Nationwide, more than 2 million people have some form of age-related macular degeneration (AMD), according to the National Eye Institute. And a new study conducted, in part, by the University of Pittsburgh sheds more light on the disease.
“Age-related macular degeneration is the leading cause of vision loss among the elderly, with a prevalence estimated at 5 percent for those above 75 years of age,” said Daniel Weeks, human genetics and biostatistics professor at Pitt.
The study revealed 13 new genetic regions, or locations on a chromosome, associated with the disease, bringing the known total to 34, according to Weeks.
He said although they may not individually influence risk that much, it is important to know which genes are associated with the disorder.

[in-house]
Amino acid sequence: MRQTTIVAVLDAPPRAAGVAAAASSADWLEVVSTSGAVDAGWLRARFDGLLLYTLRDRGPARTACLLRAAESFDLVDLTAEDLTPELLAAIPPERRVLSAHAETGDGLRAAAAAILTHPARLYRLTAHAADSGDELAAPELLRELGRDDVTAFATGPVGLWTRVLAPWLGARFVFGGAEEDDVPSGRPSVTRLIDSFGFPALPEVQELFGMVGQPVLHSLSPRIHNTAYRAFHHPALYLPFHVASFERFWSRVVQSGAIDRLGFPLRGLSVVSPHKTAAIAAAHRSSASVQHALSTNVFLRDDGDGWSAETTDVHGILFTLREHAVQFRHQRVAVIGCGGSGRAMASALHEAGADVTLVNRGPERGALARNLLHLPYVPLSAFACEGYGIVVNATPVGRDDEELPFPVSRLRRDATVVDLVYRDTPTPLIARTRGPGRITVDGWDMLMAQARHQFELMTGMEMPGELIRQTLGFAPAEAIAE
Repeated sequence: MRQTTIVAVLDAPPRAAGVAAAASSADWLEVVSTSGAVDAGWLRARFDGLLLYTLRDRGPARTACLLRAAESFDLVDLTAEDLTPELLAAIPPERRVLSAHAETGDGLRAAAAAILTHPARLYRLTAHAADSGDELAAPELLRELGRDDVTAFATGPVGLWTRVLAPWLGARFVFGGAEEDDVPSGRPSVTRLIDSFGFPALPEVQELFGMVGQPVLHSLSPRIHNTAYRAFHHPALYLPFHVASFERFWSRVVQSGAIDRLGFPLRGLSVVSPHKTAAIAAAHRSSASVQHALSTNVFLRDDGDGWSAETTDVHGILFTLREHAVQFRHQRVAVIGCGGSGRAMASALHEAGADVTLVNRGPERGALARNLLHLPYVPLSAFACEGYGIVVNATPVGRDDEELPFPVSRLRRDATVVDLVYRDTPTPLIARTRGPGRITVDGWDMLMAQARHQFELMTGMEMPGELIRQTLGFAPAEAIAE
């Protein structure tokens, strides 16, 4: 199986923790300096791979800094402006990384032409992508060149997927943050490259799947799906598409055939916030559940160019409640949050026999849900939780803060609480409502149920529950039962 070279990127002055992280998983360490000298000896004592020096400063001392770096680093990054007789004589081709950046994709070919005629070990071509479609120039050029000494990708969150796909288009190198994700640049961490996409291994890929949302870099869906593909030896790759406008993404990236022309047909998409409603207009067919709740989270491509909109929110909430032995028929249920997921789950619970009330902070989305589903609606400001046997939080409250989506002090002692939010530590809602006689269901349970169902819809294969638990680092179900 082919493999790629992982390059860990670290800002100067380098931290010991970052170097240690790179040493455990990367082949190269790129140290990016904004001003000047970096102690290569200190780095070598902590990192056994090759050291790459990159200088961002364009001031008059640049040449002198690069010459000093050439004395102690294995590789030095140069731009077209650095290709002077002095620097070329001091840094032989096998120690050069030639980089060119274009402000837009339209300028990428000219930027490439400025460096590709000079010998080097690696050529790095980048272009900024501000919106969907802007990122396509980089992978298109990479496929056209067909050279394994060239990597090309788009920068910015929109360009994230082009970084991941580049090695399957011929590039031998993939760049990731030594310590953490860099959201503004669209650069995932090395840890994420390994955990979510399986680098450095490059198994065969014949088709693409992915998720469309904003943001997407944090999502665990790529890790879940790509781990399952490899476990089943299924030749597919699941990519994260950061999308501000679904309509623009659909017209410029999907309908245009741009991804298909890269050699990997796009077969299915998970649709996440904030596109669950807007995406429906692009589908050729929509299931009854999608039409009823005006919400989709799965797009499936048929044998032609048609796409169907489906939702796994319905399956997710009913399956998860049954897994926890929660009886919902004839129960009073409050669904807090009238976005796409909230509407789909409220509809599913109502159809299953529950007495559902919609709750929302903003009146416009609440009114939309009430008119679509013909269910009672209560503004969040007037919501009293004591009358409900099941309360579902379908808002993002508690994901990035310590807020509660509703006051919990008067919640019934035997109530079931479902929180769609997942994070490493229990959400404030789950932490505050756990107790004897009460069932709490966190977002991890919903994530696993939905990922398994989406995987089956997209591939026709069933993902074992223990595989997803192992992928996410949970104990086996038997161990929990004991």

“That leads to hope that we might be able to discover new therapies that are more effective than currently existing preventative therapies,” he said.
One known risk factor of AMD is smoking, but there is still a lot about the disease that is unknown, according to Weeks.
“For example, advanced AMD is much more common in Caucasians than in African-Americans,” he said. “And right now, we don’t understand the reasons for this. And we actually have some other research projects that are trying to look into this as we speak.”
He said although the ultimate goal is to find a cure, even delaying the onset for a few years would be an important step.
“You could actually help people have a high quality of life for more years, just slowing the age of onset,” he said.
The next step in the research is to characterize each of the genetic risk factors to try to understand how they work together, to gain even more insight into how the disease develops, Weeks said.